24 May 2009

Our Barbies, Ourselves

We were sitting on the porch, Stephanie and I, drinking glasses of ice-cold water and eating saltine crackers. They both hit our spots. Crickets were chirping in the gloaming nightfall and we could hear the kids, one block over, trying desperately to milk one last inning of softball from the gathering darkness.

"I can see," yelled Cinnamon. "I can still see perfectly. Just pitch the motherfucking ball, alright?"

"Such a mouth," giggled Stephanie.

I took a long drink and put another cracker in my mouth. Across the street, the Anderson's living room window changed from blue to grey to blue again as they switched channels from Entertainment Tonight all the way over to A Current Affair. Those Anderson. I could set my watch by them and their ever so regular viewing habits. And I did. Eight-oh-three.

"You're out!" shrieked Jasmine in the middle of the play. "Stop running, you running cunt! I tagged you three fucking years ago. You're out!"

"Fuck you!" came Lilac's retort.

Can that Lilac retort? I think so, and Stephanie does, too.

"If I'm still moving, you're still losing. Tag this, you stupid little whore!"

Stephanie and I both smiled, separately though simultaneously, to imagine little Lilac's gesture. There, in the kind of darkness that encloses us when that kind of darkness falls, we could see the dim forms of catfish on the lawn. They walked, in the kind of way they walk when they walk across our lawn, slowly and without rhythm. Like catfish.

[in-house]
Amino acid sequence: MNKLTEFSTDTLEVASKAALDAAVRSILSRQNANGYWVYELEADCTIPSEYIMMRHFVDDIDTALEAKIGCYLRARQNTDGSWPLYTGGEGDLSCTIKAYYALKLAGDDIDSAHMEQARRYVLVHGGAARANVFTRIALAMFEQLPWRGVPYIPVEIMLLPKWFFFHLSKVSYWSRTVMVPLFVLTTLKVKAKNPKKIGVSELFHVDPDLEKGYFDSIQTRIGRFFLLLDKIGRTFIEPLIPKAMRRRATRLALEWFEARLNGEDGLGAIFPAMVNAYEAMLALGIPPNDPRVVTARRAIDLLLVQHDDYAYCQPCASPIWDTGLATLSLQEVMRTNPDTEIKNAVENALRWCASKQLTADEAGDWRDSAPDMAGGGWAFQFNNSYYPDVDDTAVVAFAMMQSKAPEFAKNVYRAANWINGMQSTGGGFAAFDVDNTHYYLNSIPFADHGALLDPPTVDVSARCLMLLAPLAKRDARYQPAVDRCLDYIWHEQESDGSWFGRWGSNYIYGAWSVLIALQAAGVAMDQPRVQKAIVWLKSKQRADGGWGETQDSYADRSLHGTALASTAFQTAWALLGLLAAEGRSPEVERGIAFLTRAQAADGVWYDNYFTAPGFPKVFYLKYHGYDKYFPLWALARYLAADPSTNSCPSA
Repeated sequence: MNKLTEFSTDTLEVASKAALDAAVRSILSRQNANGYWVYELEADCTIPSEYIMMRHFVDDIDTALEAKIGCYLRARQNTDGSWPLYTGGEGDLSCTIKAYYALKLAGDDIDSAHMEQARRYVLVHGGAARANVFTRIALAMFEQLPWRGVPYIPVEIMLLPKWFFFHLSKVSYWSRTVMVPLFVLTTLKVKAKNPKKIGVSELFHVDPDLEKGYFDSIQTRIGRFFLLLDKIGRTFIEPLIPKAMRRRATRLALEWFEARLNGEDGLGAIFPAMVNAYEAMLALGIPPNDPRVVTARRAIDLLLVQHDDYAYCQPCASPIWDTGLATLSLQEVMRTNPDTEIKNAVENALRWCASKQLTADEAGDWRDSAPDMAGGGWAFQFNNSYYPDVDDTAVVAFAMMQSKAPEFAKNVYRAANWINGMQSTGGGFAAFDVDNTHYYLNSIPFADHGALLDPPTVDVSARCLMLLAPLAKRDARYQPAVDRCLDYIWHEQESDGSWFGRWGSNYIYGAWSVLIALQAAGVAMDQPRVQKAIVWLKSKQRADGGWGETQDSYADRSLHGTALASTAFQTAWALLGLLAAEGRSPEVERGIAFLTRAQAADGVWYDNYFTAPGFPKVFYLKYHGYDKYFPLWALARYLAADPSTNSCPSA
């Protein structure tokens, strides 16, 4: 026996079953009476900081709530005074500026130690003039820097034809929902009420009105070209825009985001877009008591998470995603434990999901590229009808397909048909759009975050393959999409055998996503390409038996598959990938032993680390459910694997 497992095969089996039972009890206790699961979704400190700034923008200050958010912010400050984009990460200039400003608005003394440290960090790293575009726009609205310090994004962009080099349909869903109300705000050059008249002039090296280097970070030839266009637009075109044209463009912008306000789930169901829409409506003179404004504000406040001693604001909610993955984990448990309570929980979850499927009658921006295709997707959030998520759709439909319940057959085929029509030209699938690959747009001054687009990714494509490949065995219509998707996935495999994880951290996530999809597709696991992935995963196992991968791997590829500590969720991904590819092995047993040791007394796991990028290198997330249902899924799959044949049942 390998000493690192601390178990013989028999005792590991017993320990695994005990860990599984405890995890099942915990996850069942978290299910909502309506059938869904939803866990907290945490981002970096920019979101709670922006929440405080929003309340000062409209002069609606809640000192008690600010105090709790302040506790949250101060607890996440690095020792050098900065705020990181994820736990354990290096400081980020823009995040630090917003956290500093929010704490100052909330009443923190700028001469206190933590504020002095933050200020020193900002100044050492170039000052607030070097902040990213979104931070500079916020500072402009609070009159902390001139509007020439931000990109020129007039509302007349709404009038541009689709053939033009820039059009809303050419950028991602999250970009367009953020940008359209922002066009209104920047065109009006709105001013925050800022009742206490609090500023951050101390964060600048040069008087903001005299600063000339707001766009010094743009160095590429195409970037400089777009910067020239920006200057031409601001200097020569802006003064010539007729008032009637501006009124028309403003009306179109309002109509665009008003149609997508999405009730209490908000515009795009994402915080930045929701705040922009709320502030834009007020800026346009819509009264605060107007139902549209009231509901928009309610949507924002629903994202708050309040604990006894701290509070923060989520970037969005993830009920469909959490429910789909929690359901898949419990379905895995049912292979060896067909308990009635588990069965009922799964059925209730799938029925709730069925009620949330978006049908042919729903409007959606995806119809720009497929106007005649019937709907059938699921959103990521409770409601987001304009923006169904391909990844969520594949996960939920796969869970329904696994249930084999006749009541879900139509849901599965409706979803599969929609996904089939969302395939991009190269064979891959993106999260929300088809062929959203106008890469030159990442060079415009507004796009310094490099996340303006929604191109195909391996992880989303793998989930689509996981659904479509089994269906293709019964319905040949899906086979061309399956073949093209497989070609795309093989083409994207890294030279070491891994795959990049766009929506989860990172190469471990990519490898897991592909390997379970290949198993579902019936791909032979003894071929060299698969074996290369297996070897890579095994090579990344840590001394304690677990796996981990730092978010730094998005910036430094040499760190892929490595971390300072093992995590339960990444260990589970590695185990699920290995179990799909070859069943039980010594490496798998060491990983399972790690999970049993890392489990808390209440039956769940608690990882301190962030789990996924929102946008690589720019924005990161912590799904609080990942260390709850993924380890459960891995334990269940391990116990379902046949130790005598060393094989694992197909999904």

Lilac's voice rose an octave. The fish paused then redoubled their motile thrashings. Stephanie and I both smiled, separately though simultaneously, to imagine little Lilac's distress. We could hear the dull sound wood makes, Louisville Slugger wood specifically, when it hits girl flesh. I put a saltine cracker on my tongue and closed my mouth. It, the cracker, began to dissolve.

"More ice cold water?" Stephanie asked.

"Mmm-mmm," I answered around the cracker. She filled my glass until the water bulged, trembling, against the rim of the glass. We could hear the shrieks of the girls floating toward us and the gentle shiver of breaking glass.

In that moment, hung against the twilit paint of another evening's end, the girls came pounding across the Mitchell lawn with sports equipment akimbo.

"You girls," Stephanie smiled at them.

"How was the game? You girls?" I asked them all through the paste in my mouth, the remains of my saltine cracker.

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